“We’re not perfect,” I said.
“But you try to be. You always try. And you never give up trying. And that’s what kept you alive longer than me. I’m glad you’re getting out of this place, Eli. You’re right to. The moment I found out I was infected, people stopped inviting me to parties. I don’t have any friends anymore. Because I got sick living their way. What does that mean?”
“That they were never very good friends to begin with.”
“Krista is. She takes care of me.”
“I’m glad. Are you sure you don’t want to come with us?”
She shook her head. “Krista needs me more than I need her. I’m hoping that my situation will knock some sense into her so she doesn’t end up like me.”
“That’s a good mission, Jay.”
“I think so.” She smiled, and I swear, I had never seen her more beautiful. It was a different kind of beauty, though. A pure beauty. Innocent. Vulnerable. Honest.
“Pray for us, Jay?” I asked. “If we get caught, Tracy is going to put me in rehab for six months.”
She squeezed my hand. “I’ll pray, Eli. And this time you’ll make it out.”
The next night as I left my shift, I removed the distributor cap and took it home with me, gave it to my dad. We had everything ready to go, and only when it was fully dark did we pack up the back of the truck. My glorious, powerful, amazing truck. I would miss it, but I supposed we could always find another truck someday if and when we needed one. Right now, we needed to get out of here and build ourselves a place to hole up for the coming winter. Colorado winters were not light, and we Arizonans were not used to the cold.
We still had the two walkie talkies that had been left in the vehicles, so I put those in my backpack. Dad had given me both guns, so the rest of my pack was filled with ammo.
At dusk, we drove over to the tennis court on the south side of town and got out while we waited. We didn’t have any tennis equipment, but Shyla, Davis, and Cree made a game out of walking along the while lines on the court. That, thankfully, kept them occupied and out of mischief.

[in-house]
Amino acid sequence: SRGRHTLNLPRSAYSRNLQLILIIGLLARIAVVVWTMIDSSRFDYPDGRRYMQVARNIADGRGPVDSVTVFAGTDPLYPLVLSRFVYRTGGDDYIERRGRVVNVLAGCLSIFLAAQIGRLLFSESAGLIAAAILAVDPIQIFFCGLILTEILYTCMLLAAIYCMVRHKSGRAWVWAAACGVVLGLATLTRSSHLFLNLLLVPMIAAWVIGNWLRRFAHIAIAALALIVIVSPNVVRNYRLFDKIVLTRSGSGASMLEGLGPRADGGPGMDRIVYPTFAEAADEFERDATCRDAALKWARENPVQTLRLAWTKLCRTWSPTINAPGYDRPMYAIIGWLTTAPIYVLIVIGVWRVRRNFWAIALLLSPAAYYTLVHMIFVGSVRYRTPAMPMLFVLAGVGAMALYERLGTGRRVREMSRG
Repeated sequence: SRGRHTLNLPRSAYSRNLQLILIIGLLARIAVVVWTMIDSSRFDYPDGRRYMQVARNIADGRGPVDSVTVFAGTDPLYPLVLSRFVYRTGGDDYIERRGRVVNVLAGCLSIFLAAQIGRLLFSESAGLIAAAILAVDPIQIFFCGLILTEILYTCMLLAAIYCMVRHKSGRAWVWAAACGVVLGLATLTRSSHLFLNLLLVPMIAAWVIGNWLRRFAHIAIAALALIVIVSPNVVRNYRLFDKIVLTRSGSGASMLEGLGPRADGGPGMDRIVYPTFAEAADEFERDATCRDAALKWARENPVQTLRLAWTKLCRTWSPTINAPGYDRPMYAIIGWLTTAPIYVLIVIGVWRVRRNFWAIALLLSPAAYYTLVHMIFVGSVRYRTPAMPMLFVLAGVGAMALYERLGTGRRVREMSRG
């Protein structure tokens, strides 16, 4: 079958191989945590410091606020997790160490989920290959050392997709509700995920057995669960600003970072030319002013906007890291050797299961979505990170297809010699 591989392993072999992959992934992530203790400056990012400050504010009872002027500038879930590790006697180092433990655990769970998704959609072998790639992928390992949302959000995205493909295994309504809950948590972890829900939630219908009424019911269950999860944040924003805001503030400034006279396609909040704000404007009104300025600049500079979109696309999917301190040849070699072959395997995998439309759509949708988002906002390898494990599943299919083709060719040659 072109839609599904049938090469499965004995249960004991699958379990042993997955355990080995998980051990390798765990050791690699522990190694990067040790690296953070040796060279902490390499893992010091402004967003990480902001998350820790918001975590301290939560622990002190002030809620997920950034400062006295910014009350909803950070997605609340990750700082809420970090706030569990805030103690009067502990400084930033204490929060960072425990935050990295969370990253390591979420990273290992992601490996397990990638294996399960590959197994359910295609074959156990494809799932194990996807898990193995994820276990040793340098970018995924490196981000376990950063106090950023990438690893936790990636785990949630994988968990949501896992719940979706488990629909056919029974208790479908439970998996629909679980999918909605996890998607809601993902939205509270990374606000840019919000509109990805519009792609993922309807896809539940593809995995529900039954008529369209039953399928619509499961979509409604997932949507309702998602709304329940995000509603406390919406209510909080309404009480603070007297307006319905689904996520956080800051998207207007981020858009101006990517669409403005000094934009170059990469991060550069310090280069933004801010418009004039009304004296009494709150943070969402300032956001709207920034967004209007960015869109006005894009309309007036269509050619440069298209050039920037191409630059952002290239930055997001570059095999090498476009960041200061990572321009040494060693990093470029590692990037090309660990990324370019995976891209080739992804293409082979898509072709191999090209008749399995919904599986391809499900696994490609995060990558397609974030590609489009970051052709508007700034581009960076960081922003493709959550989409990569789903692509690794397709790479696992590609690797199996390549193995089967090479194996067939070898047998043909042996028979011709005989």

We heard the dump truck before we saw it.
“Man,” Zaq said. “That engine is so loud.”
“Good,” I said. “It will hopefully muffle any noises we make riding in the back.”
“I can’t believe I’m going to ride in the back of a garbage truck,” Lizzie said.
We saw the truck then, stood in a group, watching it roll nearer. Dad pulled into the lot at the tennis court and circled around to park beside my truck. The door opened and he climbed out.
“We ready to do this?”
I looked from Zaq, to Logan, to Lizzie, to Hannah, then nodded. “We’re ready.”
Dad got back in the truck and activated the hydraulics to raise the tailgate. It reeked horribly, which was no surprise but still shocking to the senses. With six of us, we moved our gear from the bed of my pickup to the back of the garbage truck in two trips. I gave Dad his gun and one of the walkie talkies, which he clipped it to his front shirt.
“If you need anything, talk loud,” he said. “I can’t hear much in that cab.”
“I won’t need anything,” I said. “It’s going to be fine.”
“I hope so.”
Dad gathered us at the end of the garbage truck. We all linked hands, and he prayed that God would set us free and ultimately keep us safe.
We climbed inside the cargo box, and a few seconds later, Dad ran the hydraulics and the tailgate lowered. It was pitch black in there. Zaq held a flashlight, which kept Cree and Davis calm. And then we were off. Two right-hand turns and the truck sped along Gothic. None of us said a word. We just sat there, feeling the rumble around us.